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Germany: Employee rights

Updating author: Alexander Schlicht, Karin Sültrop and Johanna Sophie Sittner, Osborne Clarke, Germany

Original author: Karen Ullmann

See the legal services provided by the author of International > Germany, including any discounts/offers for subscribers.


  • The legal framework for coronavirus protection measures in the Infection Protection Act has expired. (See Coronavirus - emergency measures)
  • There are various rules regarding employees' hours of work, with particular restrictions for night workers. (See Hours of work)
  • Employees are entitled to minimum rest breaks, and rest periods after completion of their working day. (See Rest breaks and rest periods)
  • Subject to exceptions, for example in hospitals, Sunday work is prohibited. (See Sunday work)
  • There are various rules regarding minimum paid annual leave for employees and when it may be taken. (See Holidays and holiday pay)
  • Pregnant employees and new mothers have various rights, including maternity leave and pay. (See Maternity and pregnancy rights)
  • Natural and adoptive parents are entitled to take parental leave and receive state parental benefit. (See Parental leave)
  • Employees have various rights to take time off work to care for a close relative. (See Carer's leave)
  • Employees do not lose their entitlement to remuneration if they take "force majeure" leave. (See Force majeure leave)
  • Part-time employees have various rights, such as to be treated no less favourably than a comparable full-time employee, except where such treatment can be justified. (See Part-time workers)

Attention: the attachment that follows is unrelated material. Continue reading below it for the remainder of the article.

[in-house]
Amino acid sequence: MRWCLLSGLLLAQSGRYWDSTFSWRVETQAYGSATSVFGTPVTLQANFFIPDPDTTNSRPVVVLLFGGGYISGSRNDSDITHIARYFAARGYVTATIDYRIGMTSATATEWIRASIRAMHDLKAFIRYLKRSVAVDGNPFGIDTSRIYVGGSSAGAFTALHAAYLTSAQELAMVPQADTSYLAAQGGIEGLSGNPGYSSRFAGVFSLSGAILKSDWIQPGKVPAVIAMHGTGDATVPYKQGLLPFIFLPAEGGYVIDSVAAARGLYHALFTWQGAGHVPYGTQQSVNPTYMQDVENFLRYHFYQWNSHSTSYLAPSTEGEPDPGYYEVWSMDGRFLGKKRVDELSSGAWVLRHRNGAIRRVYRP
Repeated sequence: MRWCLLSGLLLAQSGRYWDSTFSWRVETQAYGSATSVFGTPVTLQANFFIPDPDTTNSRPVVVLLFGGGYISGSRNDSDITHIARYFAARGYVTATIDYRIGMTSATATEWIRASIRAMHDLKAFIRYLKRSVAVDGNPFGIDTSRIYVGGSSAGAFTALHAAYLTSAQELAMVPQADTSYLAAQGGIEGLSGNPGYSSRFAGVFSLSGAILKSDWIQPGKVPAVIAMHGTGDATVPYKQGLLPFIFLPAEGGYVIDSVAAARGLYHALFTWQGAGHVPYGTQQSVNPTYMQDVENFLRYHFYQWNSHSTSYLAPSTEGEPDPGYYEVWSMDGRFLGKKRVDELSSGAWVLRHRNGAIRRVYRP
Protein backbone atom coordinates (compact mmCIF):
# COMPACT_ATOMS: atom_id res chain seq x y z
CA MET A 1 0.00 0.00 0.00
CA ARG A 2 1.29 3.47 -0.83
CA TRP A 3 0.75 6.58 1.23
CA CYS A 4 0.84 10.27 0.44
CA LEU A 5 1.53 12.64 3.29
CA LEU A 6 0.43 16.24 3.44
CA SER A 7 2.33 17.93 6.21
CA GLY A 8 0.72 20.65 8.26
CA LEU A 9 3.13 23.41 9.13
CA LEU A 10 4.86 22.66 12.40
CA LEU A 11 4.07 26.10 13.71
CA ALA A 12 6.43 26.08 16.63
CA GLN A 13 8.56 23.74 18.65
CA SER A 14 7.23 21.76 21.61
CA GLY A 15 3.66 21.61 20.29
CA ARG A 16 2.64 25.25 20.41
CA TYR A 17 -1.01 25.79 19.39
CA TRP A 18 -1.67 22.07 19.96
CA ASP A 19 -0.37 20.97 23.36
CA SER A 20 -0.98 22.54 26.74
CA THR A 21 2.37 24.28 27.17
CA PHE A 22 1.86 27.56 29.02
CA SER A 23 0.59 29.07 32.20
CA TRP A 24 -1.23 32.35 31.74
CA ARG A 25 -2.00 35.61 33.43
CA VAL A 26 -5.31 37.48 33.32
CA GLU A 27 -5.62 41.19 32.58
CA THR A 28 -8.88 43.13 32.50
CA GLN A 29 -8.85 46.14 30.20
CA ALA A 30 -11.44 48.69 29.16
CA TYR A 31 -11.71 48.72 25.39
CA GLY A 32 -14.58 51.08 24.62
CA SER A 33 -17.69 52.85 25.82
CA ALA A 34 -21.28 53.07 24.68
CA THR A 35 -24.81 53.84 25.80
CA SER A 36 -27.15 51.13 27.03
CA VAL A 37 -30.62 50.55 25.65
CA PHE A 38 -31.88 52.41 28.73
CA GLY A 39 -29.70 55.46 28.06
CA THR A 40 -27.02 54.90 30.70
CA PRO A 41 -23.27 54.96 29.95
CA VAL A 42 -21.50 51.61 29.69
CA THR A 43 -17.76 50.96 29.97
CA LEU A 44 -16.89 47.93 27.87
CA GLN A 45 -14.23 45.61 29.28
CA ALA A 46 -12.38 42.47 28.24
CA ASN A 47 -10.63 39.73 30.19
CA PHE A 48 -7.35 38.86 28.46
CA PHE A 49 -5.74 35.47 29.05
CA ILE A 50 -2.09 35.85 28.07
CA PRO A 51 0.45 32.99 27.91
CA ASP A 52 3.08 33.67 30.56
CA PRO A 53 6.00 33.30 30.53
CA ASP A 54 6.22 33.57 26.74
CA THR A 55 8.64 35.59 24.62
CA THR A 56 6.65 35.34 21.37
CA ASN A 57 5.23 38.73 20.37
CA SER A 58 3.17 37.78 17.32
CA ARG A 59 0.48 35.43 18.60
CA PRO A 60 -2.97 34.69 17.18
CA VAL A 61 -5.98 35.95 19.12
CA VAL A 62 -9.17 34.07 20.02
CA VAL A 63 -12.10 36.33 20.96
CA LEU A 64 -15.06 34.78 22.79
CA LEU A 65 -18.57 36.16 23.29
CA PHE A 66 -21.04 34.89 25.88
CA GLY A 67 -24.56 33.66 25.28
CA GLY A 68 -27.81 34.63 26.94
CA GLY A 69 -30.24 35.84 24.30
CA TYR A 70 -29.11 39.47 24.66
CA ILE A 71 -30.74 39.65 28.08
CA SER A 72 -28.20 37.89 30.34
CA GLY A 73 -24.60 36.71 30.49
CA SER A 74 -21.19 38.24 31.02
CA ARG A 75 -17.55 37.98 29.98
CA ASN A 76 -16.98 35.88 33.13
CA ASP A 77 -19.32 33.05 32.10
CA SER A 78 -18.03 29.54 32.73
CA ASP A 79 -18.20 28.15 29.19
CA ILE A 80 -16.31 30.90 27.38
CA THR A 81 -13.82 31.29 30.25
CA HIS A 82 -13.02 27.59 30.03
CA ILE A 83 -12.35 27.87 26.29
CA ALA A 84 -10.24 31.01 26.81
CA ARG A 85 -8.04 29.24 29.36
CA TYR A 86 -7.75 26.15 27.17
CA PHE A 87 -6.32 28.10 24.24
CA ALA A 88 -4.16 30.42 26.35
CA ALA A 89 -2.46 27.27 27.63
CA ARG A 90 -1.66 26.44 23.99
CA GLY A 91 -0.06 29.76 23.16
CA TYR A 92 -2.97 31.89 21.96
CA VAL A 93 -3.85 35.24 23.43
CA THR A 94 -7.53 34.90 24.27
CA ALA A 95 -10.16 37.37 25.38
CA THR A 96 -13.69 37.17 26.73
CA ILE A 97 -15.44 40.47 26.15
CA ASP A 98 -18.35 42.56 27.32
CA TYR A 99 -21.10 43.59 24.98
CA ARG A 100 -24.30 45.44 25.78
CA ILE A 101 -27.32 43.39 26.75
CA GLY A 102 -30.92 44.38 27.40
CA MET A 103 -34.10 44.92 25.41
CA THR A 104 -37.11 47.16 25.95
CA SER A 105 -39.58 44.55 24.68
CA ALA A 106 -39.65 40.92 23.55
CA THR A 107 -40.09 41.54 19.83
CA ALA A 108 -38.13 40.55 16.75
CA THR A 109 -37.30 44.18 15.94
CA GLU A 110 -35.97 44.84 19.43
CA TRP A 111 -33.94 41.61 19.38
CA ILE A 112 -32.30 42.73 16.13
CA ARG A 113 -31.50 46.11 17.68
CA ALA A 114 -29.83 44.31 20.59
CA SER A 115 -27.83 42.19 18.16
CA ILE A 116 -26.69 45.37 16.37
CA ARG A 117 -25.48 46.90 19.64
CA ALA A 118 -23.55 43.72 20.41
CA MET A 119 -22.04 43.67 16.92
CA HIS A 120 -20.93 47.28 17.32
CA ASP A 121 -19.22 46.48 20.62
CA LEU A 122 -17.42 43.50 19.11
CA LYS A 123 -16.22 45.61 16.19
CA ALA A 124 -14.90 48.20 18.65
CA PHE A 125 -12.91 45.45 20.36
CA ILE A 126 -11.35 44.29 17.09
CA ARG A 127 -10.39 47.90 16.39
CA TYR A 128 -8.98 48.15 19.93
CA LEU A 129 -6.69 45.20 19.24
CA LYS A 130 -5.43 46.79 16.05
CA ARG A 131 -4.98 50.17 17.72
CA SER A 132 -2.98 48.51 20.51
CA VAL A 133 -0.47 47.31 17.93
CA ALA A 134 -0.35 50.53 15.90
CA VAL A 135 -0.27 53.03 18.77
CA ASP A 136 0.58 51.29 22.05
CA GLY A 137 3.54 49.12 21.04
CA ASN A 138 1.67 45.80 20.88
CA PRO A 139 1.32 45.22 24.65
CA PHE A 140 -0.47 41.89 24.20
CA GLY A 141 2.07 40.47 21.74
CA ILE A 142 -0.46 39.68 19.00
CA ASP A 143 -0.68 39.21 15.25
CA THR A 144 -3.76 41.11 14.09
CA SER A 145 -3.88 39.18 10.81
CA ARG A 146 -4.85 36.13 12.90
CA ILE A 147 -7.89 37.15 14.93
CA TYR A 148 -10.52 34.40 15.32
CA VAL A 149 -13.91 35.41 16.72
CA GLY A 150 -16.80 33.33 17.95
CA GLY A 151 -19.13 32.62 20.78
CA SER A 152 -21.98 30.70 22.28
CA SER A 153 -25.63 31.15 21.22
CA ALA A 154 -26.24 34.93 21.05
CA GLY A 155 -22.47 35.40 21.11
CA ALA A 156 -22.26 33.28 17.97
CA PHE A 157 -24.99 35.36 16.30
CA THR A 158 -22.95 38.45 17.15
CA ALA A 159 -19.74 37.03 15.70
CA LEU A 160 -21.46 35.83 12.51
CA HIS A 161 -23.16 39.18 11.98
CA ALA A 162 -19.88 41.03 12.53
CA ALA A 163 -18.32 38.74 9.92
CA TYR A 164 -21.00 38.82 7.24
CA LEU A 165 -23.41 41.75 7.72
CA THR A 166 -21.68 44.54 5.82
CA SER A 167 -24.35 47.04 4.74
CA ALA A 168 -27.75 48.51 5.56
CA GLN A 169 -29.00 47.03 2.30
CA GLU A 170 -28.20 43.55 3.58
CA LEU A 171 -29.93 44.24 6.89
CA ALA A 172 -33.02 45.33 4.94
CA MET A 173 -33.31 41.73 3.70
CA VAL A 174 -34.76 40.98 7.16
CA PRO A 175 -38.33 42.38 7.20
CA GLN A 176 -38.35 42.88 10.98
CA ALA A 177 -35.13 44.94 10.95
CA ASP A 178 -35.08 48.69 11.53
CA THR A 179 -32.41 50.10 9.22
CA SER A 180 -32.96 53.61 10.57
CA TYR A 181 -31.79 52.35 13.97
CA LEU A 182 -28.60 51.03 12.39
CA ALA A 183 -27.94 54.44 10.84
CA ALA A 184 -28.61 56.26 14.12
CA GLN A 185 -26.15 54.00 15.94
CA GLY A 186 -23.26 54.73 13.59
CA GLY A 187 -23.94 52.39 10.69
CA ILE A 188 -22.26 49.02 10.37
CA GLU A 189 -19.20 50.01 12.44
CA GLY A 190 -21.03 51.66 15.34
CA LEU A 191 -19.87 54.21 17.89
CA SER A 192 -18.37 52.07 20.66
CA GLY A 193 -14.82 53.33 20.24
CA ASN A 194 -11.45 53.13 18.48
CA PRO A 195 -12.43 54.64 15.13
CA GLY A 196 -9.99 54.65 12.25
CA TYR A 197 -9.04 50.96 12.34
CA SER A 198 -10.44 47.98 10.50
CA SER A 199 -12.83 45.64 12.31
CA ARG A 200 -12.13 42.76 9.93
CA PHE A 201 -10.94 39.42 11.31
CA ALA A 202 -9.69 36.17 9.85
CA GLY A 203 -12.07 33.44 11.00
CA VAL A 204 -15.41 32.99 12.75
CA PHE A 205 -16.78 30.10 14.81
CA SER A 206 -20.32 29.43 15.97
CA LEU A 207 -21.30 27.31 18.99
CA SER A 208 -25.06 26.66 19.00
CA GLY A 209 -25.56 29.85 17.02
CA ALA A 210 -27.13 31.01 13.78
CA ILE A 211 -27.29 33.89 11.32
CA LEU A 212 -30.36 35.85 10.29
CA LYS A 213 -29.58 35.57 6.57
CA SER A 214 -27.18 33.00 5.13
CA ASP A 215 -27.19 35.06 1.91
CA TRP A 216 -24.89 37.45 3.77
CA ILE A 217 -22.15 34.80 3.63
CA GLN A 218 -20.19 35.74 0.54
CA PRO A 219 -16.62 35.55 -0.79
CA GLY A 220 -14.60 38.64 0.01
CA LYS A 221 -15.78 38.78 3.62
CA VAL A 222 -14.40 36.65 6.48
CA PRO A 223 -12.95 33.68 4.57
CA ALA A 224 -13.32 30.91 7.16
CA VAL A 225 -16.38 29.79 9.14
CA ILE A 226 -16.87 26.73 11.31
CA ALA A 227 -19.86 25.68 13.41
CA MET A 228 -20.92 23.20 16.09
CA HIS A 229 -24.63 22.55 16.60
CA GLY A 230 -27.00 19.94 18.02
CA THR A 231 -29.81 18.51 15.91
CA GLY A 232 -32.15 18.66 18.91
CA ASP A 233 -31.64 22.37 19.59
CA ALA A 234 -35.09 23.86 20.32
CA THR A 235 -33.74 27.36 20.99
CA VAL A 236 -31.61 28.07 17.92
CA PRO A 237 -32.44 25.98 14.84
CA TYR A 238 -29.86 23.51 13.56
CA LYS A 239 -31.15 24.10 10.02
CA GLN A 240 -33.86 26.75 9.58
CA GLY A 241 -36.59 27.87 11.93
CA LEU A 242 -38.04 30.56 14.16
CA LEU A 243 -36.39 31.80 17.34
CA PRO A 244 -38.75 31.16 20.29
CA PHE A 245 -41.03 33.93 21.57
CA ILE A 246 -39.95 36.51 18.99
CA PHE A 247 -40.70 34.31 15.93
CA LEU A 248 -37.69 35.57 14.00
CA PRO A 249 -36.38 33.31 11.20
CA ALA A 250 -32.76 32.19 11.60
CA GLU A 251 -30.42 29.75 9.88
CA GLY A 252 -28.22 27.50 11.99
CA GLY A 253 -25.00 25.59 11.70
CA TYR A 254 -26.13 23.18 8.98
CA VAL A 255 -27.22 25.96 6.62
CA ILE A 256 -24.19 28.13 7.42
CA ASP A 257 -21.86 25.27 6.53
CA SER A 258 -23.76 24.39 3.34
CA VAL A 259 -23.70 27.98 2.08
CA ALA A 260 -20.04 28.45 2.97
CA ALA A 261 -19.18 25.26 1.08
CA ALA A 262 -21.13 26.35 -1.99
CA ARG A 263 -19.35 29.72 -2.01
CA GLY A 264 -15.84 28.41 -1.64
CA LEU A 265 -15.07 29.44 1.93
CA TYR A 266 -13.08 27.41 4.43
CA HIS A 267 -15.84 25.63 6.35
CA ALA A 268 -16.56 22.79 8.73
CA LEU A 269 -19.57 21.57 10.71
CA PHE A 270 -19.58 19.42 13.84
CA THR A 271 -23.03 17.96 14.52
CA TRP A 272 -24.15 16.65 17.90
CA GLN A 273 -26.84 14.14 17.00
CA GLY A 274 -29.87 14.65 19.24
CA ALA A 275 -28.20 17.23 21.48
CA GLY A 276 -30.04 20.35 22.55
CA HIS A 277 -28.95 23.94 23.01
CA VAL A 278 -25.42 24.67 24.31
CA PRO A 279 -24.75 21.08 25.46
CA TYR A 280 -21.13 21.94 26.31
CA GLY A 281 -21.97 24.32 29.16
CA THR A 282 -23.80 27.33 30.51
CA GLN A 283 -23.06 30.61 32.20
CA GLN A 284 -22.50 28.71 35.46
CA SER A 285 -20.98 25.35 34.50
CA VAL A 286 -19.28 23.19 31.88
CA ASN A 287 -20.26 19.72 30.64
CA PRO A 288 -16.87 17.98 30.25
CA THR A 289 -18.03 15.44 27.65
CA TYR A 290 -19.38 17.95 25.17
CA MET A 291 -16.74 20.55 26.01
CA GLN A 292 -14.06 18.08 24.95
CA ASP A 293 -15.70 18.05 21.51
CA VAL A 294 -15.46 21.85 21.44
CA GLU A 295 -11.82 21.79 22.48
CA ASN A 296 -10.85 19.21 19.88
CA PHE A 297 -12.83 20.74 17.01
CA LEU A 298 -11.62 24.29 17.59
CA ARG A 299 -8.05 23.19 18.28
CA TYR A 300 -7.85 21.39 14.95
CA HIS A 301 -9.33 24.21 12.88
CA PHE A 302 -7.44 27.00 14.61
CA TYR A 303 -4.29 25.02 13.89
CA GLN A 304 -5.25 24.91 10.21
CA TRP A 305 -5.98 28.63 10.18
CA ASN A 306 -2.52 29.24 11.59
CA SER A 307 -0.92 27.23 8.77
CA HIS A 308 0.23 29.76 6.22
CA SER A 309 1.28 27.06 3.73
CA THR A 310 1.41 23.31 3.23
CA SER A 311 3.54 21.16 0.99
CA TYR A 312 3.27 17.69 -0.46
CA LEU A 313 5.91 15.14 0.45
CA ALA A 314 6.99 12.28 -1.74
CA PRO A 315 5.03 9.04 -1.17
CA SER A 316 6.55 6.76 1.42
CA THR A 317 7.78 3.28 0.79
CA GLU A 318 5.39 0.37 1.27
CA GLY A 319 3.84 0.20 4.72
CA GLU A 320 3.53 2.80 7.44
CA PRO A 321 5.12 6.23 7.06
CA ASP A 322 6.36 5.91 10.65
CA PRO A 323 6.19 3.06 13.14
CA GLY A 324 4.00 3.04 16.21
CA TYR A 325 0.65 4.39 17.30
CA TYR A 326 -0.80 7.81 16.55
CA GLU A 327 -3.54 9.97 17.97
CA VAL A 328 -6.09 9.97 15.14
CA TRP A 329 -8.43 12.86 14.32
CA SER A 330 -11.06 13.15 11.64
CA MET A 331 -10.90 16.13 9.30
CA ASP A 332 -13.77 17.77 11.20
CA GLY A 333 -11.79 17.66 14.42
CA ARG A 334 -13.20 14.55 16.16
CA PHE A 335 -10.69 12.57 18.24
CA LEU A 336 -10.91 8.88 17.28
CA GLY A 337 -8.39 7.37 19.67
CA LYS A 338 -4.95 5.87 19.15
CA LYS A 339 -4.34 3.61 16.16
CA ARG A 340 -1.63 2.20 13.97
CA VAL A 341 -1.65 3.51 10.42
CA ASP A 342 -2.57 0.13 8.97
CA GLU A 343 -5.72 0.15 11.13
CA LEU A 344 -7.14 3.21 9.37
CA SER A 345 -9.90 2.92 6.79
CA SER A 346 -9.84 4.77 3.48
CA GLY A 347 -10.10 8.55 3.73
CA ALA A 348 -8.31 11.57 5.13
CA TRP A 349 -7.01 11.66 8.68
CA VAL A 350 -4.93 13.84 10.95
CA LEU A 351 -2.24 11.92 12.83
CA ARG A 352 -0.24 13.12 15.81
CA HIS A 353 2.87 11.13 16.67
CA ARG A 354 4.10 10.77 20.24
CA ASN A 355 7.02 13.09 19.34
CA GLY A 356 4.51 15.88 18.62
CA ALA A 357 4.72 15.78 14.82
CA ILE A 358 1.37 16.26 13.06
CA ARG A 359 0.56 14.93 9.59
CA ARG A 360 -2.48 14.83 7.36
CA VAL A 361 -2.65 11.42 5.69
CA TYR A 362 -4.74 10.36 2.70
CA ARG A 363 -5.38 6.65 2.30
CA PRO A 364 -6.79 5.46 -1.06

• Fixed-term employees have various rights, and can be used only in certain circumstances. (See Fixed-term workers)
  • Employers have various obligations in relation to remote workers. (See Remote workers)
  • There are various rules regarding temporary agency workers, such as the requirement to have employment contracts with the temporary work agency. (See Temporary agency work)
  • Workers posted to work in Germany from other countries are covered by certain German legal and administrative regulations. (See Posted workers)
  • If a business or part of it is transferred to a new owner, its employees also transfer. (See Transfers of undertakings)
  • There are rules regarding payments for employees in the event of the employer's insolvency. (See Insolvency of employer)
  • Disciplinary sanctions and procedures against employees are not regulated by statute. (See Disciplinary and grievance procedures)
  • There are various rules regarding the processing and use of employees' personal data. (See Data protection)
  • Employers have obligations to protect whistleblowers. (see Whistleblowing)